written by gkim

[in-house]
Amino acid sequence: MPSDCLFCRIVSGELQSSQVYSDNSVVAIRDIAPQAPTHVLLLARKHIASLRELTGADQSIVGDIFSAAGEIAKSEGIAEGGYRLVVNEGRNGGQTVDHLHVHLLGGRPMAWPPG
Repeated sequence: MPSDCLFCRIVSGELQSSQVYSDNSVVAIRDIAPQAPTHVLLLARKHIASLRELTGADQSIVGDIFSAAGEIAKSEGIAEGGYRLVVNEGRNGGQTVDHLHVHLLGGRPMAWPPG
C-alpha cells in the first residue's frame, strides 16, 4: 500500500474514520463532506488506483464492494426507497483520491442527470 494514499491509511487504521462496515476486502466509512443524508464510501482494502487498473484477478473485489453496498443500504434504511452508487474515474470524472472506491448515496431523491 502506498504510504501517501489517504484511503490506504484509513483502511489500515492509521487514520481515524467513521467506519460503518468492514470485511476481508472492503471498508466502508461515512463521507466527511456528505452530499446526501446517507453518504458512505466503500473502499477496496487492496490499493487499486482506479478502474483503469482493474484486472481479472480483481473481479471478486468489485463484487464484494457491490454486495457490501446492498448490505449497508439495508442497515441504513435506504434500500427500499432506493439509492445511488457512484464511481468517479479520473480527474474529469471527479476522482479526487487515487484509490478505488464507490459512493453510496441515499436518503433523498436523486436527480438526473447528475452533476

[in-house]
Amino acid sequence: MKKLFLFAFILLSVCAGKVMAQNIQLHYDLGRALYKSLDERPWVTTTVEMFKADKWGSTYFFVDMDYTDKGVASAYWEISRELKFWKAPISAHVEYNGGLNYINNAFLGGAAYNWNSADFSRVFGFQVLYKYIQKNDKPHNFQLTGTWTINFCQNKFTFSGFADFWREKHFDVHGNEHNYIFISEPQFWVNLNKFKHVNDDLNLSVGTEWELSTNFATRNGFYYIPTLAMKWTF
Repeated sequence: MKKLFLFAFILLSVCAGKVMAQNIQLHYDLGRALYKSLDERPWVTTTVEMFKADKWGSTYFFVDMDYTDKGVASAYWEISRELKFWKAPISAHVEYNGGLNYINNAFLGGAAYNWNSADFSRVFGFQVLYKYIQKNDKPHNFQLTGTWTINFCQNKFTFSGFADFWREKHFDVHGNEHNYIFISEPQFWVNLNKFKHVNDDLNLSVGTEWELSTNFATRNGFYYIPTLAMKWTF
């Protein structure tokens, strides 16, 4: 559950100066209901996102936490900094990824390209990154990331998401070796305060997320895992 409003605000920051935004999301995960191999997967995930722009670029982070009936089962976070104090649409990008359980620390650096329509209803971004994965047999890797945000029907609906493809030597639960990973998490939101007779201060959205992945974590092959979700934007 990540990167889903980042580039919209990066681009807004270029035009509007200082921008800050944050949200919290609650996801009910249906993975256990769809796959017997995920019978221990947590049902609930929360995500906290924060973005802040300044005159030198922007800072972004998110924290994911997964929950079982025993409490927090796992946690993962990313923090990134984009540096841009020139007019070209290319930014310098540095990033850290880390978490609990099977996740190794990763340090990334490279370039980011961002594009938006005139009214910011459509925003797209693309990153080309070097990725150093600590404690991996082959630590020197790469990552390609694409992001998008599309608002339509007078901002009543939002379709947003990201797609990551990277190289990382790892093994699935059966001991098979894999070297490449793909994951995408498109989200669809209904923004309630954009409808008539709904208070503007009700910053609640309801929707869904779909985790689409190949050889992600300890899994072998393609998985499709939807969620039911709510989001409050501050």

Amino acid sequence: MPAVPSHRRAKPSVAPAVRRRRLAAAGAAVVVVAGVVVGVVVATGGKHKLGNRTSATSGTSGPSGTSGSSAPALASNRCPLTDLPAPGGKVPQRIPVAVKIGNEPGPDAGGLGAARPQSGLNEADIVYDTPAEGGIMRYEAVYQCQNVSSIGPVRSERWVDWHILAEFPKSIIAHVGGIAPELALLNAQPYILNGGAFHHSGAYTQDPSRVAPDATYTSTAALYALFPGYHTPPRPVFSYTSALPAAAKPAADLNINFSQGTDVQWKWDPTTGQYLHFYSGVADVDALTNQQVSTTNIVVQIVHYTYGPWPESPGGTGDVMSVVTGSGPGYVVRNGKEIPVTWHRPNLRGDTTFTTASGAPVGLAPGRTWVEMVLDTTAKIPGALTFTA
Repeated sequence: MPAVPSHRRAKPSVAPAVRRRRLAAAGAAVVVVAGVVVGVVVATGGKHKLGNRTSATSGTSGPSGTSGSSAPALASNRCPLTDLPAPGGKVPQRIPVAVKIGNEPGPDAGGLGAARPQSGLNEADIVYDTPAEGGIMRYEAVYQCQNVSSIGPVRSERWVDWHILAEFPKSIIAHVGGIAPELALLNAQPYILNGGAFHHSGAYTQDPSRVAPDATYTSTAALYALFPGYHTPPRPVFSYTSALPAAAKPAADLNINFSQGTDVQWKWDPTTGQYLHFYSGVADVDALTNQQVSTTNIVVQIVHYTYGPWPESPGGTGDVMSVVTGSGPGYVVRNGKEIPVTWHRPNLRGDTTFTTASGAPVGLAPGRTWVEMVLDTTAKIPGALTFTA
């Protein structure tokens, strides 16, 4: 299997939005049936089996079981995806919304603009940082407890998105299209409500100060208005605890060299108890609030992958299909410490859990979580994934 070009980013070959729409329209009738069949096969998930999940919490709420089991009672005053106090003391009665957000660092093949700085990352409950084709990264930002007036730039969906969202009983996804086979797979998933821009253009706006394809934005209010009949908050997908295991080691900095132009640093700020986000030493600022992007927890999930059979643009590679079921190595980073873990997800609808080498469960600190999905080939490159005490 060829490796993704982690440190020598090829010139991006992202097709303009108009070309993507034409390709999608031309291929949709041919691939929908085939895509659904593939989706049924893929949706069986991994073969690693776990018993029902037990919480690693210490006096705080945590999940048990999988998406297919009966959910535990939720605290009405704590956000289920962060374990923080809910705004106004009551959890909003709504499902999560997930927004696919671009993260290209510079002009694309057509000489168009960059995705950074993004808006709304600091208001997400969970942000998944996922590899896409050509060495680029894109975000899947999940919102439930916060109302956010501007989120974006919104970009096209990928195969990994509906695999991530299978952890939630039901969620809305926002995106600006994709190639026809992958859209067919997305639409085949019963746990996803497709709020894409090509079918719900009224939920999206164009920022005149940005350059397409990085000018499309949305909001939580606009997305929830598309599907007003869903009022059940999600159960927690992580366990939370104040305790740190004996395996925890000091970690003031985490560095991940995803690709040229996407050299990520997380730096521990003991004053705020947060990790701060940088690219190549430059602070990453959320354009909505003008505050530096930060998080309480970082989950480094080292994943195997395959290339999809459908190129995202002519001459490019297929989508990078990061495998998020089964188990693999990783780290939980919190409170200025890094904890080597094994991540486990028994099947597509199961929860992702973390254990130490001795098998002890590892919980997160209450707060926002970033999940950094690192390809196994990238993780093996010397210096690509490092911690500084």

Strolling in Seoul, Korea as a foreigner, at night, atop higher grounds, I can see huge red crosses illuminating from the steeples of churches amongst a thriving glittery city. Just twenty years ago, I was only eleven years old, and it was such a different view and different way of life here. It amazes me how much has changed as far as the increased visibility of churches, corporations, and foreign businesses but at the same time an increased visibility of sex establishments all in the short span of two decades. In retrospect, after having seen with my own eyes, what we do to our own women and men in the sex industry, it seems like so many Koreans are living under the pretense that there are no whorehouses and “room salons” on every other corner in this city, no massage parlors with happy endings in every alley, no corporations frolicking in taboo establishments after every dinner meeting, no Korean deportees getting their built-up sexual tensions relieved as soon as they land at Incheon, no love motels that cover up married men’s license plates for them as they swing by for quickies, no married-rich-bored women getting their fair share of the sex industry through young money-hungry, abused gigolos, no vacationers, soldiers, and tourists paying to get their fetishes satisfied at least once, no government officials who are paid off to keep quiet, no media outlets that write cover-up stories, no sexual slaves who are desperately seeking for a way out, and last but not least, that there is no sex-trafficking happening into every single vicinity of Korean populations in America? It saddens me as I see what goes on in the alleys of all these beautiful red crosses strewn across the skyline of my mother country–beautiful Korea–which God loves so much. It is atrocious at home in America, in my Korean community, to be able to recognize the sound of the perverse night as it flourishes behind the law and morality of God. When I’m here, I’m there, and when I’m there, I’m here.